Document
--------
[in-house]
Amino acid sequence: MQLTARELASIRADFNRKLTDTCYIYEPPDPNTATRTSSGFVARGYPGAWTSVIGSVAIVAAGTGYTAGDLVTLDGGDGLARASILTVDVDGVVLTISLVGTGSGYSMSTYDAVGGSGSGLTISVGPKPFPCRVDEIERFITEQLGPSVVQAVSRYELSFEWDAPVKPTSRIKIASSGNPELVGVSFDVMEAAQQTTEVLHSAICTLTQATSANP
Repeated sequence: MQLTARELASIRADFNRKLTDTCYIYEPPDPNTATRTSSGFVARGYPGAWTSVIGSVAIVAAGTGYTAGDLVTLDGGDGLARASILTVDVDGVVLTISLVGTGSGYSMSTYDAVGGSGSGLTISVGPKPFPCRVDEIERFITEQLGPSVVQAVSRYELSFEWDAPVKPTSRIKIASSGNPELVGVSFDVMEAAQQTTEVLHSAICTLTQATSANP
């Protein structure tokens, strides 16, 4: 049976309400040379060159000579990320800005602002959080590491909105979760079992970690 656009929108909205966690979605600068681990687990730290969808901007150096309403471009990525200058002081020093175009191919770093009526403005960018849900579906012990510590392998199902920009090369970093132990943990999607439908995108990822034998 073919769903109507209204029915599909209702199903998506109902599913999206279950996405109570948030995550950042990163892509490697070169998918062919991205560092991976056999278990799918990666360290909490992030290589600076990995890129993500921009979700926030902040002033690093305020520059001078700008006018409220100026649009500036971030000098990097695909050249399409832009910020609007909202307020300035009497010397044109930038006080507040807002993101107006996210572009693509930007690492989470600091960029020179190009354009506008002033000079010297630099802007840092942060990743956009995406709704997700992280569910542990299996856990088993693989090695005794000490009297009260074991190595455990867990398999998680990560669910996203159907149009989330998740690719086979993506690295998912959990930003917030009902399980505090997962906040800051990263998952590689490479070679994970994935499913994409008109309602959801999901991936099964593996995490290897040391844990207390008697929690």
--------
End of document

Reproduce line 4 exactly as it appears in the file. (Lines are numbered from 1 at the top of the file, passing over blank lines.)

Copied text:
């Protein structure tokens, strides 16, 4: 049976309400040379060159000579990320800005602002959080590491909105979760079992970690 656009929108909205966690979605600068681990687990730290969808901007150096309403471009990525200058002081020093175009191919770093009526403005960018849900579906012990510590392998199902920009090369970093132990943990999607439908995108990822034998 073919769903109507209204029915599909209702199903998506109902599913999206279950996405109570948030995550950042990163892509490697070169998918062919991205560092991976056999278990799918990666360290909490992030290589600076990995890129993500921009979700926030902040002033690093305020520059001078700008006018409220100026649009500036971030000098990097695909050249399409832009910020609007909202307020300035009497010397044109930038006080507040807002993101107006996210572009693509930007690492989470600091960029020179190009354009506008002033000079010297630099802007840092942060990743956009995406709704997700992280569910542990299996856990088993693989090695005794000490009297009260074991190595455990867990398999998680990560669910996203159907149009989330998740690719086979993506690295998912959990930003917030009902399980505090997962906040800051990263998952590689490479070679994970994935499913994409008109309602959801999901991936099964593996995490290897040391844990207390008697929690």